Workplace investigation dismissal

Fair Work Commission losing patience over defective workplace investigations

By Lucy Harper and Calum Woods, NRA Legal

The line between employees’ work and personal lives is becoming increasingly fine. While in some cases conduct at office Christmas parties or sending offensive messages to colleagues on Instagram can have a sufficient connection to the workplace to justify dismissal, in others the boundary is less clear.

Take for example an employee of a child care centre threatens a co-worker with violence in front of a parent and a child. This conduct in and of itself is extremely serious, and no doubt has a sufficient connection to the workplace to warrant disciplinary action.

What if that same employee had a history of domestic violence, including relevant court orders? Could the conduct be considered to be even more serious in the context of that history?

A recent decision of the Fair Work Commission considers just that.[1]

Threatening violence in the workplace

Ms Courtney Murphy was employed by Mooroolbark Child Care Centre until 23 November 2018, with a relatively short length of service of just 10 months. On 25 October 2018, there was an altercation between Ms Murphy and another worker at the centre.

There was some dispute between the relevant witnesses about what actually occurred. For present purposes, the evidence was that Ms Murphy walked towards her co-worker, “with her hands in the air, gesturing as if to fight and using words to the effect of “What, you want to go me?” It was held that Ms Murphy was challenging her co-worker to a physical fight.

Commissioner McKinnon ruled that the evidence was enough to show the employee had committed serious misconduct, and held that there is no distinction between actual violence and threatened violence. The threat of violence was enough reason for her dismissal, even though the threat was not carried out.

However, despite these circumstances, the outcome in this case was very nearly different.

Setting the record straight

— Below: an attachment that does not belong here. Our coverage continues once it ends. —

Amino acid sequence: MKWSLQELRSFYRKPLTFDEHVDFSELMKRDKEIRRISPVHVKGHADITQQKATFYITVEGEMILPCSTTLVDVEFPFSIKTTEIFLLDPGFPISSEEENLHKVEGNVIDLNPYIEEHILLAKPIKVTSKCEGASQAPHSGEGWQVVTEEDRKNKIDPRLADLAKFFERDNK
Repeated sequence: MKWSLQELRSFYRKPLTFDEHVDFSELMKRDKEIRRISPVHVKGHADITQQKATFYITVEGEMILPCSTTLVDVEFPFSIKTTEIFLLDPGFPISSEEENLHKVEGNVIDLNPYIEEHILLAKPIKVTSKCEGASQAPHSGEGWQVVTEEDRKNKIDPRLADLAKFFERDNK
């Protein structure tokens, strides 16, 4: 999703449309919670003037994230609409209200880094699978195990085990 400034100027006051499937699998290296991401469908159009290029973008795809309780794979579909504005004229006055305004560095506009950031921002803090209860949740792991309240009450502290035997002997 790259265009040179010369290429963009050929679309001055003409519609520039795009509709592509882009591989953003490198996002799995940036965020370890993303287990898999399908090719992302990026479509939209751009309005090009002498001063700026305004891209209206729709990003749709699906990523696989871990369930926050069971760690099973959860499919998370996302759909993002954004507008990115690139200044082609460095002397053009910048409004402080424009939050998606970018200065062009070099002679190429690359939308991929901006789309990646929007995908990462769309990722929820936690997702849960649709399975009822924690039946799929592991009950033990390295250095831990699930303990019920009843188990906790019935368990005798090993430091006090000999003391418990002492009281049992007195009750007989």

In an increasing number of cases involving defective workplace investigations, the Commissioner was extremely critical of the process used by the centre to review the incident.

In particular, there were three matters that gave the Commissioner cause for concern:

  • the centre’s use of Ms Murphy’s history of domestic violence to support the dismissal;
  • the fact that Ms Murphy was not notified that this history was being used, and wasn’t provided an opportunity to provide any input; and
  • the centre did not consider the conduct of any other employees involved in the incident.

The centre alleged that one of the reasons for the dismissal was because it did not wish to find itself in a position where it had failed to act to protect staff from a person that is was aware had a history of violence.

The Commissioner however, appeared unconvinced by that submission, and held that this premise “fails to recognise the necessary causal link between one’s prior history and present employment circumstances.”

Plainly, Ms Murphy’s history of domestic violence was entirely irrelevant in this case, and relying on it did not advance the centre’s argument; quite the opposite in fact.

To make matters worse, the centre had not put Ms Murphy on notice that it was relying on her past, and did not provide her with an opportunity to put this in context.

The centre also failed to investigate the conduct of the other employees involved in the incident. One such employee allegedly stood between Ms Murphy and her co-worker, all while holding a child in her hands. The Commissioner noted that there didn’t appear to be fairness between employees, and that other conduct ought to have been considered serious enough to warrant disciplinary action.

In reaching her conclusion, Commissioner McKinnon weighed the investigation’s failures against the inexperience and small size of the organisation. The Commissioner highlighted “both the importance of objectivity and the difficulty for inexperienced employers in ensuring procedural fairness for employees absent specialist advice and support,” indicating that there is a fine balance between the two.

Unfairness can be fatal

The centre in this case was fortunate that the seriousness of the conduct overcame issues in the investigation. However, this is far from an isolated incident.

More recently, Deputy President Sams labelled an early childhood learning centre’s sacking of a teacher the product of a “hopelessly flawed investigation.” In that case, the teacher was alleged to have mistreated a child, and despite inconsistent witness evidence and not providing the teacher with an opportunity to provide her response, the centre nonetheless considered the allegations to be substantiated.

The Deputy President however, disagreed and ordered that the teacher be paid $11,860 in compensation for being unfairly dismissed.

With workplace investigations being placed under increased scrutiny, they are now becoming the difference in unfair dismissal cases.

If you need further information or if you are considering carrying out a workplace investigation and require advice on process and procedure, or need to engage an external investigator, contact NRA Legal on 1800 RETAIL (738 245).

 

[1] Courtney Murphy v ECEC Management Pty Ltd T/A Mooroolbark Child Care Centre [2019] FWC 3169.